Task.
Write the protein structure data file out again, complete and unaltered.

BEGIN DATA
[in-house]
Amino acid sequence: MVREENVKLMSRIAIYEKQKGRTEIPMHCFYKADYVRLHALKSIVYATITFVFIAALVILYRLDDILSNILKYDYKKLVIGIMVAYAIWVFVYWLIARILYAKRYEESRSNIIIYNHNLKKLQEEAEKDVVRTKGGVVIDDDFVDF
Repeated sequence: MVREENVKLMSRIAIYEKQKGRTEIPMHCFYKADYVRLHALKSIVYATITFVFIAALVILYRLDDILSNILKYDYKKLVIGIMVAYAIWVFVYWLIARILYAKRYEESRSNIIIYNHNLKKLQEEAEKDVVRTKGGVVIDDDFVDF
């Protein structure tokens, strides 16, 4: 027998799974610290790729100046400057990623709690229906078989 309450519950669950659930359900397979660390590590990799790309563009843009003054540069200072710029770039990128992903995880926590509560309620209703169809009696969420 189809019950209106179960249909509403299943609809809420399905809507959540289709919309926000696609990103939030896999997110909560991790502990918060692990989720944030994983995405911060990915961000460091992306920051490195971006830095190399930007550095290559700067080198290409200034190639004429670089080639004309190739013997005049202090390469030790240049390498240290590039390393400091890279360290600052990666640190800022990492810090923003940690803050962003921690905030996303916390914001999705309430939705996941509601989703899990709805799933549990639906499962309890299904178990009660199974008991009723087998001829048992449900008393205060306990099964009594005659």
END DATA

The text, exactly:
[in-house]
Amino acid sequence: MVREENVKLMSRIAIYEKQKGRTEIPMHCFYKADYVRLHALKSIVYATITFVFIAALVILYRLDDILSNILKYDYKKLVIGIMVAYAIWVFVYWLIARILYAKRYEESRSNIIIYNHNLKKLQEEAEKDVVRTKGGVVIDDDFVDF
Repeated sequence: MVREENVKLMSRIAIYEKQKGRTEIPMHCFYKADYVRLHALKSIVYATITFVFIAALVILYRLDDILSNILKYDYKKLVIGIMVAYAIWVFVYWLIARILYAKRYEESRSNIIIYNHNLKKLQEEAEKDVVRTKGGVVIDDDFVDF
């Protein structure tokens, strides 16, 4: 027998799974610290790729100046400057990623709690229906078989 309450519950669950659930359900397979660390590590990799790309563009843009003054540069200072710029770039990128992903995880926590509560309620209703169809009696969420 189809019950209106179960249909509403299943609809809420399905809507959540289709919309926000696609990103939030896999997110909560991790502990918060692990989720944030994983995405911060990915961000460091992306920051490195971006830095190399930007550095290559700067080198290409200034190639004429670089080639004309190739013997005049202090390469030790240049390498240290590039390393400091890279360290600052990666640190800022990492810090923003940690803050962003921690905030996303916390914001999705309430939705996941509601989703899990709805799933549990639906499962309890299904178990009660199974008991009723087998001829048992449900008393205060306990099964009594005659």